(Return to Magistrate Judge Smyser's Biography)
Written correspondence from
counsel to the court.
Judge Smyser accepts letters when used to communicate procedural information and information about settlement efforts. Any application for an order must be made by motion. Any application for an extension of time must be by motion.
Preference for the use of
telephone conferences rather than in-person conferences for any category of
conferences scheduled in connection with a case.
Preference regarding pro hac
Courtesy copies of motions,
briefs, and other writings for chambers.
Federal Rule 26 and M.D.
Pa. Local Rule 26.1 et seq. (Including your approach to initial disclosures,
discovery prior to the Rule 16 conference) and preferences as to the matters
encompassed within those Rules.
The extent to which counsel
may influence the length of the discovery period, extensions, trial dates,
The average amount of time
allowed for discovery in a standard track case and the extent to which the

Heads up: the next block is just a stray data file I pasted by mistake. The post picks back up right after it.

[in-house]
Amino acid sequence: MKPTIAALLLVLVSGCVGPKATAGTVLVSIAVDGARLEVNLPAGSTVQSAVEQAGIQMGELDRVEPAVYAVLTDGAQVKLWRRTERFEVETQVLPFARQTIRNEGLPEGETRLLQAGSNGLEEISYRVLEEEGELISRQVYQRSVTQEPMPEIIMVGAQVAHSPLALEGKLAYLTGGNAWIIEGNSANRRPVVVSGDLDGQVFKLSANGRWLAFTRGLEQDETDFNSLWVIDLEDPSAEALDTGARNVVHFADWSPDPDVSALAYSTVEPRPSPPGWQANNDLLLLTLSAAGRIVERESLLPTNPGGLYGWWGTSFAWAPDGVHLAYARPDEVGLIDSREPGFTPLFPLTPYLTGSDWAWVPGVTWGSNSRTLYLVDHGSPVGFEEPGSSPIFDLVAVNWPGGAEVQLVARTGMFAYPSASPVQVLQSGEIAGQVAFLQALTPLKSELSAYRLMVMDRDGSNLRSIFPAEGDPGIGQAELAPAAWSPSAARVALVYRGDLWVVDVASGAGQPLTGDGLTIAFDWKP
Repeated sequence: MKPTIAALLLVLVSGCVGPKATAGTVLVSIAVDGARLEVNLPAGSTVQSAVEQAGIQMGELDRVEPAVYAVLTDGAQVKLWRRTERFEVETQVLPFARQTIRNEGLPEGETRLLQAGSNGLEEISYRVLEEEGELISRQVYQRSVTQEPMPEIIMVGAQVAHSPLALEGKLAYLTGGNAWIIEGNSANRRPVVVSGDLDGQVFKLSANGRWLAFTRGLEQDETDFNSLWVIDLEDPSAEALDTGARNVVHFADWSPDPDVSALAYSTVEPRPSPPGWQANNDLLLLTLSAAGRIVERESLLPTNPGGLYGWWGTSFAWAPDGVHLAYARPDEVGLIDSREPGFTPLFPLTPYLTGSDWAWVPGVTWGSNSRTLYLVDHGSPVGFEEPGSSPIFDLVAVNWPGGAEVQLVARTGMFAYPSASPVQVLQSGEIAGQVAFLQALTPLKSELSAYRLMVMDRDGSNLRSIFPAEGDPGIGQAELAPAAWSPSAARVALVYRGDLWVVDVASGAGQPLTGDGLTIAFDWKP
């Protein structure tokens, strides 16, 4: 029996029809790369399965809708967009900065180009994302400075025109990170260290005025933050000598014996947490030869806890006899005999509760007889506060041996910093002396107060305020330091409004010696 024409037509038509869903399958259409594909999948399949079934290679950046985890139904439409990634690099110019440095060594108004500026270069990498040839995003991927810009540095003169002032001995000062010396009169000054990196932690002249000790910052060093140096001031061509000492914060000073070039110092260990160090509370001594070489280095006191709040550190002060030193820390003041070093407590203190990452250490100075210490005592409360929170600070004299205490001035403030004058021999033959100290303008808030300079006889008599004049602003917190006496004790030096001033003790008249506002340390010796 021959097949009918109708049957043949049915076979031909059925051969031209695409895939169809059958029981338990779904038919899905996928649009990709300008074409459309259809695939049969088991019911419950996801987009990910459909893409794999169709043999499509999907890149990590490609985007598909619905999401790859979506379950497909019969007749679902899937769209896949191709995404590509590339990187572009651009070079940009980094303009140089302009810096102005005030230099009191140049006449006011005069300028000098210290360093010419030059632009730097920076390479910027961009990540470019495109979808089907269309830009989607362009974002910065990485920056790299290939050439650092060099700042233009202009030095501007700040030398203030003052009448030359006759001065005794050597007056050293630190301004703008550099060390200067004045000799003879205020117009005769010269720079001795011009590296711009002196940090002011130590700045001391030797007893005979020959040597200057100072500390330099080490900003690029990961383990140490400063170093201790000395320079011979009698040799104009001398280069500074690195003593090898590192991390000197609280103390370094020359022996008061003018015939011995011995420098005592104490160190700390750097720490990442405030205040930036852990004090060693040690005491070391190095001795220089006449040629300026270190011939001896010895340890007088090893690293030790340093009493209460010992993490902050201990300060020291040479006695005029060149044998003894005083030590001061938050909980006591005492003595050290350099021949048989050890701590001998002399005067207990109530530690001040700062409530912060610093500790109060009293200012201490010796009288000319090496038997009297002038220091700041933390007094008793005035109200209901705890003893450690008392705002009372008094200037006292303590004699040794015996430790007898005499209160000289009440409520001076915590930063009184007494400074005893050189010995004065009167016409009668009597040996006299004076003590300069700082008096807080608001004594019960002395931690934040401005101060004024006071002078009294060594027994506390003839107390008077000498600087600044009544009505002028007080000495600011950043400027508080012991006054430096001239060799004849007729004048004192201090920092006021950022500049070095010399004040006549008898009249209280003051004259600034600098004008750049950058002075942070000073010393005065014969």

standard amount of time is varied.
Handling of confidentiality
agreements, particularly in light of the Third Circuitís recent opinions
on the prerequisites for imposing confidentiality agreements.
requests for additional pages in excess of the page limitations set forth in
Middle District Local Rule 7.8.
Procedure for scheduling
trials, including whether a date certain for trial is assigned; if so, the
amount of time prior to trial that such a date certain is assigned; and the
extent to which it may be moved during the month in which it has been
Trial briefs submitted by
Counsel participation in voir
Whether more than one
attorney may handle trial for a party.
Pre-marking of documentary
and photographic exhibits and other demonstrative evidence for trial and the
date upon which exchange of exhibits is to take place, if any.
Practice for the receipt of
proposed jury instructions, including the form of jury instruction, and any
divergence from the number of jury instructions permitted by the Middle
District local rules.
Written verdict forms (in the
form of interrogatory questions) to the jury.
General approach to
settlement and non-jury cases and use of magistrate judges.
PLEASE NOTE: These Preferences are courtesy of the Pennsylvania Bar Institute's Middle District Manual (4th ed., April 2001). More complete Preferences for each Middle District Judicial Officer are contained in the Middle District Manual. For more information on purchasing the Manual, visit the PBI's home page.